It was 10 months ago - the first Tuesday in July - when Michael Anthony Ralph walked into Wollongong Police Station and asked to speak to detectives about a drug matter.
Sitting in an interview room, his lawyer quietly by his side, Ralph revealed a secret that had been plaguing him for years: he was an addict.
But it wasn't your average, run-of-the-mill drug that had Ralph hooked. Instead, he was into "designer drugs", the kind whose scientific names seemed to contain every letter in the alphabet, plus a few numbers thrown in for good measure.
Ralph spent the next few hours laying out in pain-staking detail his history of drug use and, more importantly for the police, how he went about sourcing each hit using the dark web, cryptocurrency and Australia Post.
When asked what had prompted his sudden and complete confession, Ralph said he was trying to clean himself up and get sober, and wanted to "clear up" outstanding matters.
By that, Ralph was likely referencing the fact he was already on Australian Federal Police's radar: he may have made his confession in 2020, but he had long been known to authorities.
Police had begun intercepting and seizing packages addressed to Ralph as far back as December 2016 and by March 2020, had confiscated 32 parcels.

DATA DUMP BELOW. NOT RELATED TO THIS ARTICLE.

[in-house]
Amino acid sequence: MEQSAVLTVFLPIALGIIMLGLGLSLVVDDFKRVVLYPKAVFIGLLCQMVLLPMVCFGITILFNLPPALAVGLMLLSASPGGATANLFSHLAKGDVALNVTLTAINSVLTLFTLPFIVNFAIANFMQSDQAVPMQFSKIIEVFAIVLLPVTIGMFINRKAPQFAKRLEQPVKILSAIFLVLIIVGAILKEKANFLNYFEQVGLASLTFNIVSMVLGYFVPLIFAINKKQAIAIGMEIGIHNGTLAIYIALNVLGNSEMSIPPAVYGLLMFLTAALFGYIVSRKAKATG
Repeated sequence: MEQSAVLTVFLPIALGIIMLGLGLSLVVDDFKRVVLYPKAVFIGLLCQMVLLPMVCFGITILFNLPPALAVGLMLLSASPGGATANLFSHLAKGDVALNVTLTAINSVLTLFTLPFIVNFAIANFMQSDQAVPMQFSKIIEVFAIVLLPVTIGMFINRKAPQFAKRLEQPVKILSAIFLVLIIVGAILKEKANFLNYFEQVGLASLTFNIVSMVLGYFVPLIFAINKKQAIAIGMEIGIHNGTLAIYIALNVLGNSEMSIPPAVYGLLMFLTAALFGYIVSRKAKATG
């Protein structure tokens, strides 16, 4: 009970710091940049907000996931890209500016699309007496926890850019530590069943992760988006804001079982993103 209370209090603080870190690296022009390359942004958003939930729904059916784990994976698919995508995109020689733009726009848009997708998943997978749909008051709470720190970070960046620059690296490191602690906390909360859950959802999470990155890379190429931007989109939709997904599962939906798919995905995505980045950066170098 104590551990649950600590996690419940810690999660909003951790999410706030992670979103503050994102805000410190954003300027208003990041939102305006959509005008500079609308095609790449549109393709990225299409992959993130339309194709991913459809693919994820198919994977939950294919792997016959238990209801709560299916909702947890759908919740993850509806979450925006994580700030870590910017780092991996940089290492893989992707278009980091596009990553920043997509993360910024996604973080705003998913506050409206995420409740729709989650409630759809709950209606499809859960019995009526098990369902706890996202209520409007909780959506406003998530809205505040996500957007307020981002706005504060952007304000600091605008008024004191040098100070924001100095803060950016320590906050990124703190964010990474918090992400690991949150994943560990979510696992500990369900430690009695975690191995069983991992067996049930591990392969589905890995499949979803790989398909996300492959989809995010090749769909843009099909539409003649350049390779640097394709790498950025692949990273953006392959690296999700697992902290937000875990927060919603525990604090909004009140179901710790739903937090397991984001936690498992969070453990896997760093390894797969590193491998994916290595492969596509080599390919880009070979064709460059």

Each time, Ralph received a letter from the AFP saying his goods had been seized, but he pressed on with his venture regardless.
He told detectives he had a history of using designer drugs including methcathinones, LSD, Ketamine and hallucinogenic substances. He said he purchased the drugs on the dark web from websites that often included the word "chem" or "chemical" in the name.
Ralph said he paid for the drugs using the cryptocurrency Bitcoin or direct money transfer from his Commonwealth Bank account, then had them shipped to his home address or the Keiraville Post Office using international post.
He even told the detectives he was expecting a delivery any day, having recently shelled out $1000 to top up his supply.
Meanwhile, in keeping with his promise of full disclosure, Ralph also gave police full access to his laptop and mobile phone during the interview and showed them the websites he had accessed.
The detectives said both devices contained "significant dark web history", along with screenshots of invoices and evidence of online drug purchases.
Ralph was charged with two counts of importing a border controlled drug (without commercial intent).
He chose not to appear in person in Wollongong Local Court on Tuesday but entered pleas of guilty to both charges through his lawyer.
He will be sentenced on May 18.
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